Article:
GALLERY CLOSED ANZAC DAY | THURSDAY 25th APRIL

Milminyina Dhamarrandji

Solo Exhibition07 Dec - 20 Dec 2023

Milminyina Dhamarrandji
'Solo Exhibition'

Milminyina Dhamarrandji  |  2023 Solo Exhibition

Opening night 7th December   |   Exhibition ends 20th December

Milminyina Dhamarrandji currently works at the renowned Buku Larrŋgay Mulka in Yirrkala, located northeast of the Top End. Milminyina was taught to paint and weave by her mother Rrirraliny Yunupingu, having grown up watching her work. With this rich foundation for painting and weaving from her mother, Milminyina delved into bark painting and larrakity (hollow log coffins) at Buku Art Centre. .M Contemporary is pleased to present these bark paintings and larrakity as part of Milminyina’s solo exhibition later this year. We are pleased to announce that the artist will be visiting the gallery for the first time for the exhibition and presenting an artist talk December 7 at 6pm.

Exhibition Dates

  • December7
  • Opening Night, 5 - 7pm
  • December7
  • Artist Talk, 6pm
  • December20
  • Exhibition Ends
Milminyina Dhamarrandji | 2023 Solo Exhibition

Milminyina was born in 1960 at the very northeastern tip of the Northern Territory. She has a very distinguished lineage. She is the daughter of Gumatj woman Rrirraliny Yunupiŋu (a daughter of famous artist and political figure Mungurrawuy Yunupiŋu), and Gunguyuma Dhamarrandji, who was brought up by the legendary Djapu leader Woŋgu Munuŋgurr.

She had sold paintings on canvas for years but recently expanded her presence and status working on bark paintings and Larrakitj (memorial poles) at Buku-Larrŋgay Mulka. It was in this context that she began to explore the theme of the songlines associated with ceremonies connected to Dhambaḏiny (Death or Deaf Adder) on Bremer Island.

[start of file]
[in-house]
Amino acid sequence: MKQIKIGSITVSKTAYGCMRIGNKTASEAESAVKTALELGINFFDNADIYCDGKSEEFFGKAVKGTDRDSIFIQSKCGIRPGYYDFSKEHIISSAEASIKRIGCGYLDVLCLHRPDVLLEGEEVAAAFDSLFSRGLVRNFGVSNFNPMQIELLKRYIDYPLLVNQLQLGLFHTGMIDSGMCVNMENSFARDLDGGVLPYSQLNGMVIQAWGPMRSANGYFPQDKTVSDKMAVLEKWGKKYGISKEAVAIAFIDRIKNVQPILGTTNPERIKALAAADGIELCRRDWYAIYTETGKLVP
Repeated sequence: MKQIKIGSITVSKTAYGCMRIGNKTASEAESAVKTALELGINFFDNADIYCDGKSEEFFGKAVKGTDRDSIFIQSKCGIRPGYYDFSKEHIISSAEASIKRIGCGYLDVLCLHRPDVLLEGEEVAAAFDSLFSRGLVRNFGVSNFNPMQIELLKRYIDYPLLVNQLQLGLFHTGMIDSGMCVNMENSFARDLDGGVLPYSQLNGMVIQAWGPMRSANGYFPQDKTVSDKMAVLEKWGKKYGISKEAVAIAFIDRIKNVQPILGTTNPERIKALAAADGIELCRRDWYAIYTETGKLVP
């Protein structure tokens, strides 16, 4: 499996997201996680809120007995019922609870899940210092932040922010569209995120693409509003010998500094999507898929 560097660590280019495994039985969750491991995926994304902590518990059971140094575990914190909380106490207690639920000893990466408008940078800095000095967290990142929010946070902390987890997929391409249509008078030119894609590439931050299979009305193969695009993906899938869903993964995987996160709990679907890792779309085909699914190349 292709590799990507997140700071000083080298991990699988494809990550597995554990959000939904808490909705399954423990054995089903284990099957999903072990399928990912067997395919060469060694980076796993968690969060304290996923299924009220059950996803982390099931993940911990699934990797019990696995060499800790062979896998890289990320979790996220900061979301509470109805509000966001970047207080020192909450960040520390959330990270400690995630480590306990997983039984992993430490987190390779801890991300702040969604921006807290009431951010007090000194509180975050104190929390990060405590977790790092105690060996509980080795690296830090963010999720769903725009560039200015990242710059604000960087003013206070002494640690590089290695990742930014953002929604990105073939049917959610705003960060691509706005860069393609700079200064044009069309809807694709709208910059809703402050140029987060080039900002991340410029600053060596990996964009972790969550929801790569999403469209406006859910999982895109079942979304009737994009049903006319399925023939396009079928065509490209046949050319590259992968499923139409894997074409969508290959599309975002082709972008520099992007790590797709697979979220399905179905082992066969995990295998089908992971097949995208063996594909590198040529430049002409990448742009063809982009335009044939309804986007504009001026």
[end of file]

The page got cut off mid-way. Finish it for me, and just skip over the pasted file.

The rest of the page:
This exhibition brings to life the connection between the people, the art and the spirit which is in the land. It also shows the significance that art plays in maintaining and strengthening ephemeral culture. This becomes a virtuous circle when you appreciate that the art is made entirely from the land apart from the binding material.

“When you look at art, every line and the design on it means something to you. It’s from your heritage, your Yolŋu backbone, and it’s your identity as well. It is also connected to the songline and the land.”

– Milminyina Dhammarrandji

Milminyina Dhamarrandji

Milminyina was born in 1960 at Wirrwawuy, near Yirrkala and Nhulunbuy on the Gove Peninsula, at the very northeastern tip of the Northern Territory. She is the daughter of Gumatj woman Rrirraliny Yunupiŋu (a daughter of famous arist and political figure Mungurrawuy Yunupiŋu), and Gunguyuma Dhamarrandji, who was brought up by the legendary Djapu leader Woŋgu Munuŋgurr. Her märi, or mother’s mother’s clan, is Rirratjiŋu, the landowners of Yirrkala, who share many sacred designs with the Djambarrpuyŋu of this area. The Djambarrpuyŋu clan which she belongs to are mainly based in the Westerly end of the Yolŋu nation near a major sacred site at Buckingham Bay. This arm of the clan use the surname Guyula. A small cluster of the clan is based around a group of sacred sites at Yirrkala. These people are known by the surname Dhammarrandji. In the ancestral everywhen the spirit people of this place and the offshore islands in the form of terns conducted ceremony around the Merri or sacred string which was cut. The short string was given to the Rirratjiŋu and the longer to the Djambarrpuyŋu. Hence the Rirratjiŋu are sedentary here and the Djambarrpuyŋu range far to the West.

Milminyina Dhamarrandji | Solo Exhibition

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